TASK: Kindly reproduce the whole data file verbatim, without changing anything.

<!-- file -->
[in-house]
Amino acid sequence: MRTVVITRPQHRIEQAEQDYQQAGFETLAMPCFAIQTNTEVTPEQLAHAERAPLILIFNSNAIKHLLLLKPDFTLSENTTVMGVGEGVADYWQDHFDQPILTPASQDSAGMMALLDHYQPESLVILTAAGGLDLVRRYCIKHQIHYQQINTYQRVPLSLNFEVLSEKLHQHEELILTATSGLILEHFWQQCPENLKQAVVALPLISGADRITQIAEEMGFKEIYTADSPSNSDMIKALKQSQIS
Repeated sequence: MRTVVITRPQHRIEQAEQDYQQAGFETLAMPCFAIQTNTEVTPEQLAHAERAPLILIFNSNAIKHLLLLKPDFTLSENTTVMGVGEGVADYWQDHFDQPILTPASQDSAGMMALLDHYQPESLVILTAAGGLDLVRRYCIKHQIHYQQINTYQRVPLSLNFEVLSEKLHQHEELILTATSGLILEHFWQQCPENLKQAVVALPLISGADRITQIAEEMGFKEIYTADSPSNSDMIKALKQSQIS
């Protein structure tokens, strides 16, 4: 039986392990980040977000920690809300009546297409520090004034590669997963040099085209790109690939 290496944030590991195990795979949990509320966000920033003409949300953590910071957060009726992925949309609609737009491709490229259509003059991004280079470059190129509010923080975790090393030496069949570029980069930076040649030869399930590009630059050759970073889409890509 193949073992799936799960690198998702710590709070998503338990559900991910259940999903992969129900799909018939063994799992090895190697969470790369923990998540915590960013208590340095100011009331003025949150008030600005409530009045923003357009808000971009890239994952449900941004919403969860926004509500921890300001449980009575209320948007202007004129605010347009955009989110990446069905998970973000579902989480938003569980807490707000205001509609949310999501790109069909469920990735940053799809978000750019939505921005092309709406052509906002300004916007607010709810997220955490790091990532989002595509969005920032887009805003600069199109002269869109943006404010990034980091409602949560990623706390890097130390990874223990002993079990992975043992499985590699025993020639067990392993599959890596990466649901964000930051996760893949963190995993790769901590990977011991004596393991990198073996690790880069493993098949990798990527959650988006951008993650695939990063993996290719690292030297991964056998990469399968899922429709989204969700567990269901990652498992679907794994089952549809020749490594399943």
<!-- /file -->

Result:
[in-house]
Amino acid sequence: MRTVVITRPQHRIEQAEQDYQQAGFETLAMPCFAIQTNTEVTPEQLAHAERAPLILIFNSNAIKHLLLLKPDFTLSENTTVMGVGEGVADYWQDHFDQPILTPASQDSAGMMALLDHYQPESLVILTAAGGLDLVRRYCIKHQIHYQQINTYQRVPLSLNFEVLSEKLHQHEELILTATSGLILEHFWQQCPENLKQAVVALPLISGADRITQIAEEMGFKEIYTADSPSNSDMIKALKQSQIS
Repeated sequence: MRTVVITRPQHRIEQAEQDYQQAGFETLAMPCFAIQTNTEVTPEQLAHAERAPLILIFNSNAIKHLLLLKPDFTLSENTTVMGVGEGVADYWQDHFDQPILTPASQDSAGMMALLDHYQPESLVILTAAGGLDLVRRYCIKHQIHYQQINTYQRVPLSLNFEVLSEKLHQHEELILTATSGLILEHFWQQCPENLKQAVVALPLISGADRITQIAEEMGFKEIYTADSPSNSDMIKALKQSQIS
């Protein structure tokens, strides 16, 4: 039986392990980040977000920690809300009546297409520090004034590669997963040099085209790109690939 290496944030590991195990795979949990509320966000920033003409949300953590910071957060009726992925949309609609737009491709490229259509003059991004280079470059190129509010923080975790090393030496069949570029980069930076040649030869399930590009630059050759970073889409890509 193949073992799936799960690198998702710590709070998503338990559900991910259940999903992969129900799909018939063994799992090895190697969470790369923990998540915590960013208590340095100011009331003025949150008030600005409530009045923003357009808000971009890239994952449900941004919403969860926004509500921890300001449980009575209320948007202007004129605010347009955009989110990446069905998970973000579902989480938003569980807490707000205001509609949310999501790109069909469920990735940053799809978000750019939505921005092309709406052509906002300004916007607010709810997220955490790091990532989002595509969005920032887009805003600069199109002269869109943006404010990034980091409602949560990623706390890097130390990874223990002993079990992975043992499985590699025993020639067990392993599959890596990466649901964000930051996760893949963190995993790769901590990977011991004596393991990198073996690790880069493993098949990798990527959650988006951008993650695939990063993996290719690292030297991964056998990469399968899922429709989204969700567990269901990652498992679907794994089952549809020749490594399943």